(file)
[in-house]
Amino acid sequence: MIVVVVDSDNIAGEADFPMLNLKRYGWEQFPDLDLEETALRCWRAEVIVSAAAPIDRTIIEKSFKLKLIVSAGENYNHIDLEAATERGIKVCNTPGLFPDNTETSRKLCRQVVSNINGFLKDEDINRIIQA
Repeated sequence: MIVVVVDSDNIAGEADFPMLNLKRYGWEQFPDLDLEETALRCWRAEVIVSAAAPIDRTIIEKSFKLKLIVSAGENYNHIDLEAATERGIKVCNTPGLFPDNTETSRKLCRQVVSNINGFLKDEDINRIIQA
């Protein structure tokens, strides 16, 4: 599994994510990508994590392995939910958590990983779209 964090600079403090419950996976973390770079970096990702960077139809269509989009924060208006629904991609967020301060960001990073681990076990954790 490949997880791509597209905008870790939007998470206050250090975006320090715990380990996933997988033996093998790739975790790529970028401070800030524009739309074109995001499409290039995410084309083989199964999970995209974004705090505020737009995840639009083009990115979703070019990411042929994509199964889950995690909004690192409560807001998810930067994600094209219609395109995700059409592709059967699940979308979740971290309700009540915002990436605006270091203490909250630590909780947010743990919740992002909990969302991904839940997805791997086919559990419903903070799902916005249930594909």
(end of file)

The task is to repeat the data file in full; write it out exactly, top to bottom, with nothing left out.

[in-house]
Amino acid sequence: MIVVVVDSDNIAGEADFPMLNLKRYGWEQFPDLDLEETALRCWRAEVIVSAAAPIDRTIIEKSFKLKLIVSAGENYNHIDLEAATERGIKVCNTPGLFPDNTETSRKLCRQVVSNINGFLKDEDINRIIQA
Repeated sequence: MIVVVVDSDNIAGEADFPMLNLKRYGWEQFPDLDLEETALRCWRAEVIVSAAAPIDRTIIEKSFKLKLIVSAGENYNHIDLEAATERGIKVCNTPGLFPDNTETSRKLCRQVVSNINGFLKDEDINRIIQA
């Protein structure tokens, strides 16, 4: 599994994510990508994590392995939910958590990983779209 964090600079403090419950996976973390770079970096990702960077139809269509989009924060208006629904991609967020301060960001990073681990076990954790 490949997880791509597209905008870790939007998470206050250090975006320090715990380990996933997988033996093998790739975790790529970028401070800030524009739309074109995001499409290039995410084309083989199964999970995209974004705090505020737009995840639009083009990115979703070019990411042929994509199964889950995690909004690192409560807001998810930067994600094209219609395109995700059409592709059967699940979308979740971290309700009540915002990436605006270091203490909250630590909780947010743990919740992002909990969302991904839940997805791997086919559990419903903070799902916005249930594909």